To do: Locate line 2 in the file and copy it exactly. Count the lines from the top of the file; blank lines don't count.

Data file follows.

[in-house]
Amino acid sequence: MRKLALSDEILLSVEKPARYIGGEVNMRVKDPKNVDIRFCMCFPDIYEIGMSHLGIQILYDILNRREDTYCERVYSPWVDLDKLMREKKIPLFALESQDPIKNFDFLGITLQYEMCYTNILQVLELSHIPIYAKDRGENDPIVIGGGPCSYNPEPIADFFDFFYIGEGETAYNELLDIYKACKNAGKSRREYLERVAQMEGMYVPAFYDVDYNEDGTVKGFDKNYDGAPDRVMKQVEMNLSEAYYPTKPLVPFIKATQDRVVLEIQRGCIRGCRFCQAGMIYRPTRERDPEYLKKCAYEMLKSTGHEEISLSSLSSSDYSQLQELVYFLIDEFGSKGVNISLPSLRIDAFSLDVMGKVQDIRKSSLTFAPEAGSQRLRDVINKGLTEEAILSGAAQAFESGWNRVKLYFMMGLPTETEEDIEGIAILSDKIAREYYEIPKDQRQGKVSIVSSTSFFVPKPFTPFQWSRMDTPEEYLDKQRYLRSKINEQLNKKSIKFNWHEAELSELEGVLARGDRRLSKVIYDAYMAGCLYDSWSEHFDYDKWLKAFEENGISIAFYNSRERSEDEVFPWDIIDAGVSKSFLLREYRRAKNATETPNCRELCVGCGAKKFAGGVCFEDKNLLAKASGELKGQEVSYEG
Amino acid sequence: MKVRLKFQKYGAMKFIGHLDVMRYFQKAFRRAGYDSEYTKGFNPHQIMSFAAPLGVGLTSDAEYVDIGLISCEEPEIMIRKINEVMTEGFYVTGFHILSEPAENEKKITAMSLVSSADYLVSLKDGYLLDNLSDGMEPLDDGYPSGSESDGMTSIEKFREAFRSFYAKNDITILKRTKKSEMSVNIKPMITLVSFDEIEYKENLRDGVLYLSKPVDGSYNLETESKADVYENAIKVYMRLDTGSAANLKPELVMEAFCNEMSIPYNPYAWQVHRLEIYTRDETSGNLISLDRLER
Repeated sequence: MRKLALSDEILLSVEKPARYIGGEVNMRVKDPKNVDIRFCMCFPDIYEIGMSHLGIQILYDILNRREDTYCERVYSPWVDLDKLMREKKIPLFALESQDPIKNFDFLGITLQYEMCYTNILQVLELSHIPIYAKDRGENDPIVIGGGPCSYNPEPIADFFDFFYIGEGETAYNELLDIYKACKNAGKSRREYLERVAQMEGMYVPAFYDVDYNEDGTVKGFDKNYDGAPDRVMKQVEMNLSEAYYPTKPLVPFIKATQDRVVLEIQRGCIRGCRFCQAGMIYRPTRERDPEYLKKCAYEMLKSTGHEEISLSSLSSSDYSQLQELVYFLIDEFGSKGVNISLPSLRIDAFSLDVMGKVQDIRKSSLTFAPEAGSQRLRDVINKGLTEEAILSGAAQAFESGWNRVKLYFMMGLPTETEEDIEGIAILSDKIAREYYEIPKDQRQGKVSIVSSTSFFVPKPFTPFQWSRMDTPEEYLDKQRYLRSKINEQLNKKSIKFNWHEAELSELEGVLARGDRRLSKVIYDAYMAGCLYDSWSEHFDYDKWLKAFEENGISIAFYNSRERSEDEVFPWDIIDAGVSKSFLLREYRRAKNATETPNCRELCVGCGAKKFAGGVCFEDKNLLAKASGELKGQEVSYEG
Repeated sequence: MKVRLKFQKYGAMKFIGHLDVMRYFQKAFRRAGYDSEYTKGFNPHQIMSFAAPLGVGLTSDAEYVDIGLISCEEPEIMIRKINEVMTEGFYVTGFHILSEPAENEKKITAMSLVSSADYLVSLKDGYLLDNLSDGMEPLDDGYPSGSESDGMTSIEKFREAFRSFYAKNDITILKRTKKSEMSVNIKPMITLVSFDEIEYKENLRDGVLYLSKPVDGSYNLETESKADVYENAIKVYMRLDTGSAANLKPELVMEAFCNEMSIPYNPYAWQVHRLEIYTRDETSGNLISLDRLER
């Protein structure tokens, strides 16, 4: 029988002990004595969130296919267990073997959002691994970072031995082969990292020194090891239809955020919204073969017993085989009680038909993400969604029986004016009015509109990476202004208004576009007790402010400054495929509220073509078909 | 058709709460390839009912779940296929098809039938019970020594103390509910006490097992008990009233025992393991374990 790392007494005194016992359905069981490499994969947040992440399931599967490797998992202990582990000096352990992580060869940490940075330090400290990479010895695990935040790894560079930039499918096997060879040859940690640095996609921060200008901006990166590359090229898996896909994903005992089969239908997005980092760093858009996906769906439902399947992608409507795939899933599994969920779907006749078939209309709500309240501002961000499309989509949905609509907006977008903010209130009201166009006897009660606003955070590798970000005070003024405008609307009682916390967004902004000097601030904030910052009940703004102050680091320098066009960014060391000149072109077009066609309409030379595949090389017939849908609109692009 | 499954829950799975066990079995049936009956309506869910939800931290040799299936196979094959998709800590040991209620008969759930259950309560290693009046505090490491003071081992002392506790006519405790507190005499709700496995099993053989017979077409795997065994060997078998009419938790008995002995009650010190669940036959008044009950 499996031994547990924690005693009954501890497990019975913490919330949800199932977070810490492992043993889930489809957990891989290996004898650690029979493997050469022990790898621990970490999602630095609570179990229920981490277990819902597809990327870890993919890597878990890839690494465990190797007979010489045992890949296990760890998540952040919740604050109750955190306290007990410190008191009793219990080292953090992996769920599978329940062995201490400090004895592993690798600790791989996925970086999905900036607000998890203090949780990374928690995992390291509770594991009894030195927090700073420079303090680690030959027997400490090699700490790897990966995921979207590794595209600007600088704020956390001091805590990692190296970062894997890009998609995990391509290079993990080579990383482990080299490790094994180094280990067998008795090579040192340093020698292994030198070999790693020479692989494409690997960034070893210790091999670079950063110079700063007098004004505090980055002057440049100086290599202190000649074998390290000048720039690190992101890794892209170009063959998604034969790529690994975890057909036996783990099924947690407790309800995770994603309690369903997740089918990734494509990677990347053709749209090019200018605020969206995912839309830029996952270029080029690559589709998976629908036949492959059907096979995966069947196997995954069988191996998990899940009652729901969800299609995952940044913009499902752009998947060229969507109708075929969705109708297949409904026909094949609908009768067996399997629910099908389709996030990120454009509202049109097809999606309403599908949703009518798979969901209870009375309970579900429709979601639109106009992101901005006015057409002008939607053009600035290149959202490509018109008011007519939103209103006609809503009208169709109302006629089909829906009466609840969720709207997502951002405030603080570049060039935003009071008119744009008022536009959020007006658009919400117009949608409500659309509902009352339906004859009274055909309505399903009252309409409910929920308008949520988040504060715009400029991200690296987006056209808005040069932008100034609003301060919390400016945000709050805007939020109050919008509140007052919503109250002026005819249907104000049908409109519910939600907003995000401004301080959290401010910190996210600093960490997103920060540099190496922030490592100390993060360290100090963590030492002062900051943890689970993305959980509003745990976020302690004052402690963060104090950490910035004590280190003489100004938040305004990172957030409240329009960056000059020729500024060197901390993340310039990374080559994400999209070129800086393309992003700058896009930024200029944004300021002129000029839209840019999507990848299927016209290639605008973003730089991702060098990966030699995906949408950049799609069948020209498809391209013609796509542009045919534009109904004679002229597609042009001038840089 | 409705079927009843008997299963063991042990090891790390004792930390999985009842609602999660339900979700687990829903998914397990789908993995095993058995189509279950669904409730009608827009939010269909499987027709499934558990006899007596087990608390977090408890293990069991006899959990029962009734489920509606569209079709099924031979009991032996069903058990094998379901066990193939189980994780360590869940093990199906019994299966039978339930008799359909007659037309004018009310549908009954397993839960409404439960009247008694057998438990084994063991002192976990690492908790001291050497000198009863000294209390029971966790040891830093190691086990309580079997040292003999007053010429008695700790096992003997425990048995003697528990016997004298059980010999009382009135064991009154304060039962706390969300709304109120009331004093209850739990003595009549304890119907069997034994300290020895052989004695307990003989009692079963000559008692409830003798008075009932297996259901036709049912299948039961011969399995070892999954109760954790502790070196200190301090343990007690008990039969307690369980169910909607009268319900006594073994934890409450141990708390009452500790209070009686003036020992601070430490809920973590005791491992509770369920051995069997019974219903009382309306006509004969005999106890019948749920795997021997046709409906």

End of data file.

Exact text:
Amino acid sequence: MRKLALSDEILLSVEKPARYIGGEVNMRVKDPKNVDIRFCMCFPDIYEIGMSHLGIQILYDILNRREDTYCERVYSPWVDLDKLMREKKIPLFALESQDPIKNFDFLGITLQYEMCYTNILQVLELSHIPIYAKDRGENDPIVIGGGPCSYNPEPIADFFDFFYIGEGETAYNELLDIYKACKNAGKSRREYLERVAQMEGMYVPAFYDVDYNEDGTVKGFDKNYDGAPDRVMKQVEMNLSEAYYPTKPLVPFIKATQDRVVLEIQRGCIRGCRFCQAGMIYRPTRERDPEYLKKCAYEMLKSTGHEEISLSSLSSSDYSQLQELVYFLIDEFGSKGVNISLPSLRIDAFSLDVMGKVQDIRKSSLTFAPEAGSQRLRDVINKGLTEEAILSGAAQAFESGWNRVKLYFMMGLPTETEEDIEGIAILSDKIAREYYEIPKDQRQGKVSIVSSTSFFVPKPFTPFQWSRMDTPEEYLDKQRYLRSKINEQLNKKSIKFNWHEAELSELEGVLARGDRRLSKVIYDAYMAGCLYDSWSEHFDYDKWLKAFEENGISIAFYNSRERSEDEVFPWDIIDAGVSKSFLLREYRRAKNATETPNCRELCVGCGAKKFAGGVCFEDKNLLAKASGELKGQEVSYEG